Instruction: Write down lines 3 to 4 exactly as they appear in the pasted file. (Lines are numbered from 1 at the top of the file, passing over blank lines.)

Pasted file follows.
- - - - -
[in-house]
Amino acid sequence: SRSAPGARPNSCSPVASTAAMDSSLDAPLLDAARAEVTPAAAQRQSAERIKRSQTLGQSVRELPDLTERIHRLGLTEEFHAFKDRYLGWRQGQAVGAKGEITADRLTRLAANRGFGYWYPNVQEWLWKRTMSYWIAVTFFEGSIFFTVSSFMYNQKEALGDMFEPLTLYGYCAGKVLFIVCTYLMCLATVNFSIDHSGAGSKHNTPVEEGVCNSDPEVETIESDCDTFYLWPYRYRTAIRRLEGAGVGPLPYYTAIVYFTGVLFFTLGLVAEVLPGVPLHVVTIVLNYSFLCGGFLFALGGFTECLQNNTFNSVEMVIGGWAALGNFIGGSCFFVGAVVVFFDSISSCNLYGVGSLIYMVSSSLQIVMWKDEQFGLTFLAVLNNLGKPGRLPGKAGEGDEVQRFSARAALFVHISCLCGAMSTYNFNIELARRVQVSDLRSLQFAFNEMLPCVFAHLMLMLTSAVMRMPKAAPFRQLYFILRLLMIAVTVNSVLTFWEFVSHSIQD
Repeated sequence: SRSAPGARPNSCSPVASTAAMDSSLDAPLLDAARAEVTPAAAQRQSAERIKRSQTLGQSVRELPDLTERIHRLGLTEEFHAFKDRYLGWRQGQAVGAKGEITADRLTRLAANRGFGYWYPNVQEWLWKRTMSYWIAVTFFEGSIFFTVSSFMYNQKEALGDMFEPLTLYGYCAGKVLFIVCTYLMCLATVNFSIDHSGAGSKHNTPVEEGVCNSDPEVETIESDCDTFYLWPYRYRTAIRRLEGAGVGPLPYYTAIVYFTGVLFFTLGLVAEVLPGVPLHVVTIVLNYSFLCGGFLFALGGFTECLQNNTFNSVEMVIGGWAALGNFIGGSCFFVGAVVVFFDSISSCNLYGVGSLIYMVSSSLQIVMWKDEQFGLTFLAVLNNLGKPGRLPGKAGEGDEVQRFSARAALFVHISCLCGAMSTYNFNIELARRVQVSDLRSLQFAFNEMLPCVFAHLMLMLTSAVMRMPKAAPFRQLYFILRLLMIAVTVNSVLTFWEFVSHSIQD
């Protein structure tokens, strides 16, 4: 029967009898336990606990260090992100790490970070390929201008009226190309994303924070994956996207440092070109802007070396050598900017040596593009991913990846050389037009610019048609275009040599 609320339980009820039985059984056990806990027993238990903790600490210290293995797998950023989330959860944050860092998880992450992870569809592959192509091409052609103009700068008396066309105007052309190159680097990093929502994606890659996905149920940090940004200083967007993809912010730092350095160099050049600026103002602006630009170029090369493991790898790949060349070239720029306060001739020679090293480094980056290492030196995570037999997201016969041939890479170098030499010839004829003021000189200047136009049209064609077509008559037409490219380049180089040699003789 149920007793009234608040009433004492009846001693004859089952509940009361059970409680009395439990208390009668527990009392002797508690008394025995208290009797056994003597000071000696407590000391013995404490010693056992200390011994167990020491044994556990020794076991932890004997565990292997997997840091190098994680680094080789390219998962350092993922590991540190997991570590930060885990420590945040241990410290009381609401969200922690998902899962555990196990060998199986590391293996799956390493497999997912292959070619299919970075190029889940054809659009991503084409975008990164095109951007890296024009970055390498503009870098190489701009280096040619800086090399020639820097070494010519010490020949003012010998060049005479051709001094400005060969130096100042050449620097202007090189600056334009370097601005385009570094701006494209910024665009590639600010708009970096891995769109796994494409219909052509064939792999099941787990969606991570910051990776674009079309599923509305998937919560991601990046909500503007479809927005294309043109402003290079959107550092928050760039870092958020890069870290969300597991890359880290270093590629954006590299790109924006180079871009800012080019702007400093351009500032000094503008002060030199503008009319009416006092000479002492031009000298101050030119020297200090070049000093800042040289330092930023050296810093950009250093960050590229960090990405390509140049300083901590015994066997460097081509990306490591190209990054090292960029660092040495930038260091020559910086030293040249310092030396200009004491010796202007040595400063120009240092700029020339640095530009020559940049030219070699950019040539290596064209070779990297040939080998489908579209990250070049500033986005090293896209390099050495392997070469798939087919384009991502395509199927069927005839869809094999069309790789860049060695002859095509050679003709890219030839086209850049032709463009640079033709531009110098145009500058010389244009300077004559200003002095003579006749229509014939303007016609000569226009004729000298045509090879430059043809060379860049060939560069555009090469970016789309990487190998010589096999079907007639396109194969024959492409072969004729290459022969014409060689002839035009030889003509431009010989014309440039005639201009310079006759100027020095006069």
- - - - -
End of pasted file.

Repeated sequence: SRSAPGARPNSCSPVASTAAMDSSLDAPLLDAARAEVTPAAAQRQSAERIKRSQTLGQSVRELPDLTERIHRLGLTEEFHAFKDRYLGWRQGQAVGAKGEITADRLTRLAANRGFGYWYPNVQEWLWKRTMSYWIAVTFFEGSIFFTVSSFMYNQKEALGDMFEPLTLYGYCAGKVLFIVCTYLMCLATVNFSIDHSGAGSKHNTPVEEGVCNSDPEVETIESDCDTFYLWPYRYRTAIRRLEGAGVGPLPYYTAIVYFTGVLFFTLGLVAEVLPGVPLHVVTIVLNYSFLCGGFLFALGGFTECLQNNTFNSVEMVIGGWAALGNFIGGSCFFVGAVVVFFDSISSCNLYGVGSLIYMVSSSLQIVMWKDEQFGLTFLAVLNNLGKPGRLPGKAGEGDEVQRFSARAALFVHISCLCGAMSTYNFNIELARRVQVSDLRSLQFAFNEMLPCVFAHLMLMLTSAVMRMPKAAPFRQLYFILRLLMIAVTVNSVLTFWEFVSHSIQD
């Protein structure tokens, strides 16, 4: 029967009898336990606990260090992100790490970070390929201008009226190309994303924070994956996207440092070109802007070396050598900017040596593009991913990846050389037009610019048609275009040599 609320339980009820039985059984056990806990027993238990903790600490210290293995797998950023989330959860944050860092998880992450992870569809592959192509091409052609103009700068008396066309105007052309190159680097990093929502994606890659996905149920940090940004200083967007993809912010730092350095160099050049600026103002602006630009170029090369493991790898790949060349070239720029306060001739020679090293480094980056290492030196995570037999997201016969041939890479170098030499010839004829003021000189200047136009049209064609077509008559037409490219380049180089040699003789 149920007793009234608040009433004492009846001693004859089952509940009361059970409680009395439990208390009668527990009392002797508690008394025995208290009797056994003597000071000696407590000391013995404490010693056992200390011994167990020491044994556990020794076991932890004997565990292997997997840091190098994680680094080789390219998962350092993922590991540190997991570590930060885990420590945040241990410290009381609401969200922690998902899962555990196990060998199986590391293996799956390493497999997912292959070619299919970075190029889940054809659009991503084409975008990164095109951007890296024009970055390498503009870098190489701009280096040619800086090399020639820097070494010519010490020949003012010998060049005479051709001094400005060969130096100042050449620097202007090189600056334009370097601005385009570094701006494209910024665009590639600010708009970096891995769109796994494409219909052509064939792999099941787990969606991570910051990776674009079309599923509305998937919560991601990046909500503007479809927005294309043109402003290079959107550092928050760039870092958020890069870290969300597991890359880290270093590629954006590299790109924006180079871009800012080019702007400093351009500032000094503008002060030199503008009319009416006092000479002492031009000298101050030119020297200090070049000093800042040289330092930023050296810093950009250093960050590229960090990405390509140049300083901590015994066997460097081509990306490591190209990054090292960029660092040495930038260091020559910086030293040249310092030396200009004491010796202007040595400063120009240092700029020339640095530009020559940049030219070699950019040539290596064209070779990297040939080998489908579209990250070049500033986005090293896209390099050495392997070469798939087919384009991502395509199927069927005839869809094999069309790789860049060695002859095509050679003709890219030839086209850049032709463009640079033709531009110098145009500058010389244009300077004559200003002095003579006749229509014939303007016609000569226009004729000298045509090879430059043809060379860049060939560069555009090469970016789309990487190998010589096999079907007639396109194969024959492409072969004729290459022969014409060689002839035009030889003509431009010989014309440039005639201009310079006759100027020095006069």